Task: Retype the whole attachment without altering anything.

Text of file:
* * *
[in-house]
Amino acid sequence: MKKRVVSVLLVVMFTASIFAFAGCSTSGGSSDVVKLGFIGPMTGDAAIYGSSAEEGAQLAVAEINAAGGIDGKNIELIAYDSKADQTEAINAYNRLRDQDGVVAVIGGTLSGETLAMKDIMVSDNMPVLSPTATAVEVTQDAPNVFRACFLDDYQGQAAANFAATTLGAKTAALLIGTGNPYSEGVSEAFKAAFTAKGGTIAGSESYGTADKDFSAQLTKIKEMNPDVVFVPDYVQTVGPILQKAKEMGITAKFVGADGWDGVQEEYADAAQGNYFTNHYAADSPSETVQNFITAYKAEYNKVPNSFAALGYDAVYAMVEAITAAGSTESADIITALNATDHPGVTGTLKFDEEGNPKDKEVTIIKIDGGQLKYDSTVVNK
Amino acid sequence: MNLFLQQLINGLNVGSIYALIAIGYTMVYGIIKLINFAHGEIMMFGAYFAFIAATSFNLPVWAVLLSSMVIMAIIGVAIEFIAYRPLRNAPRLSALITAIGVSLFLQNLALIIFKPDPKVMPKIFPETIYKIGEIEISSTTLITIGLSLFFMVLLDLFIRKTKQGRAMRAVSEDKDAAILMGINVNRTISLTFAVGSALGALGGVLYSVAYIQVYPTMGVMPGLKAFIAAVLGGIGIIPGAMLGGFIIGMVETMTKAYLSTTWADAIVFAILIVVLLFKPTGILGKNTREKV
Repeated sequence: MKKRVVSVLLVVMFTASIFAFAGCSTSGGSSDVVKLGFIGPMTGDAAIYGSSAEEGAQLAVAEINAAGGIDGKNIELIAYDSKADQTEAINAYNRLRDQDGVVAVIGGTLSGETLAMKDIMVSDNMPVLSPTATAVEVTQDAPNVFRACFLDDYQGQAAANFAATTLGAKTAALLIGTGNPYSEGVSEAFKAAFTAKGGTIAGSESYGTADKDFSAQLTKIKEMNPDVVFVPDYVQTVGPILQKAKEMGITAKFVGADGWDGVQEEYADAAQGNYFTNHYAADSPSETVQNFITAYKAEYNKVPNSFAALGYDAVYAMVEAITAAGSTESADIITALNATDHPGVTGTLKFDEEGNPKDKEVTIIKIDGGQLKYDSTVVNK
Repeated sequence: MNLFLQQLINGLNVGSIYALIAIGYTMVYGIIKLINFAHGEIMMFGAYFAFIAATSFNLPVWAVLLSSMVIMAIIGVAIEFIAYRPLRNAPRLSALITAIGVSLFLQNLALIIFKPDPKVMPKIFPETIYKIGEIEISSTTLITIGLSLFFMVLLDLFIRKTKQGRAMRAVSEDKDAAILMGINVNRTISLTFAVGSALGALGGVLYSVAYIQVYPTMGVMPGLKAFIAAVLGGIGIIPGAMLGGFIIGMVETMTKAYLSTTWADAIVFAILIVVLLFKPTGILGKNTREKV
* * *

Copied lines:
[in-house]
Amino acid sequence: MKKRVVSVLLVVMFTASIFAFAGCSTSGGSSDVVKLGFIGPMTGDAAIYGSSAEEGAQLAVAEINAAGGIDGKNIELIAYDSKADQTEAINAYNRLRDQDGVVAVIGGTLSGETLAMKDIMVSDNMPVLSPTATAVEVTQDAPNVFRACFLDDYQGQAAANFAATTLGAKTAALLIGTGNPYSEGVSEAFKAAFTAKGGTIAGSESYGTADKDFSAQLTKIKEMNPDVVFVPDYVQTVGPILQKAKEMGITAKFVGADGWDGVQEEYADAAQGNYFTNHYAADSPSETVQNFITAYKAEYNKVPNSFAALGYDAVYAMVEAITAAGSTESADIITALNATDHPGVTGTLKFDEEGNPKDKEVTIIKIDGGQLKYDSTVVNK
Amino acid sequence: MNLFLQQLINGLNVGSIYALIAIGYTMVYGIIKLINFAHGEIMMFGAYFAFIAATSFNLPVWAVLLSSMVIMAIIGVAIEFIAYRPLRNAPRLSALITAIGVSLFLQNLALIIFKPDPKVMPKIFPETIYKIGEIEISSTTLITIGLSLFFMVLLDLFIRKTKQGRAMRAVSEDKDAAILMGINVNRTISLTFAVGSALGALGGVLYSVAYIQVYPTMGVMPGLKAFIAAVLGGIGIIPGAMLGGFIIGMVETMTKAYLSTTWADAIVFAILIVVLLFKPTGILGKNTREKV
Repeated sequence: MKKRVVSVLLVVMFTASIFAFAGCSTSGGSSDVVKLGFIGPMTGDAAIYGSSAEEGAQLAVAEINAAGGIDGKNIELIAYDSKADQTEAINAYNRLRDQDGVVAVIGGTLSGETLAMKDIMVSDNMPVLSPTATAVEVTQDAPNVFRACFLDDYQGQAAANFAATTLGAKTAALLIGTGNPYSEGVSEAFKAAFTAKGGTIAGSESYGTADKDFSAQLTKIKEMNPDVVFVPDYVQTVGPILQKAKEMGITAKFVGADGWDGVQEEYADAAQGNYFTNHYAADSPSETVQNFITAYKAEYNKVPNSFAALGYDAVYAMVEAITAAGSTESADIITALNATDHPGVTGTLKFDEEGNPKDKEVTIIKIDGGQLKYDSTVVNK
Repeated sequence: MNLFLQQLINGLNVGSIYALIAIGYTMVYGIIKLINFAHGEIMMFGAYFAFIAATSFNLPVWAVLLSSMVIMAIIGVAIEFIAYRPLRNAPRLSALITAIGVSLFLQNLALIIFKPDPKVMPKIFPETIYKIGEIEISSTTLITIGLSLFFMVLLDLFIRKTKQGRAMRAVSEDKDAAILMGINVNRTISLTFAVGSALGALGGVLYSVAYIQVYPTMGVMPGLKAFIAAVLGGIGIIPGAMLGGFIIGMVETMTKAYLSTTWADAIVFAILIVVLLFKPTGILGKNTREKV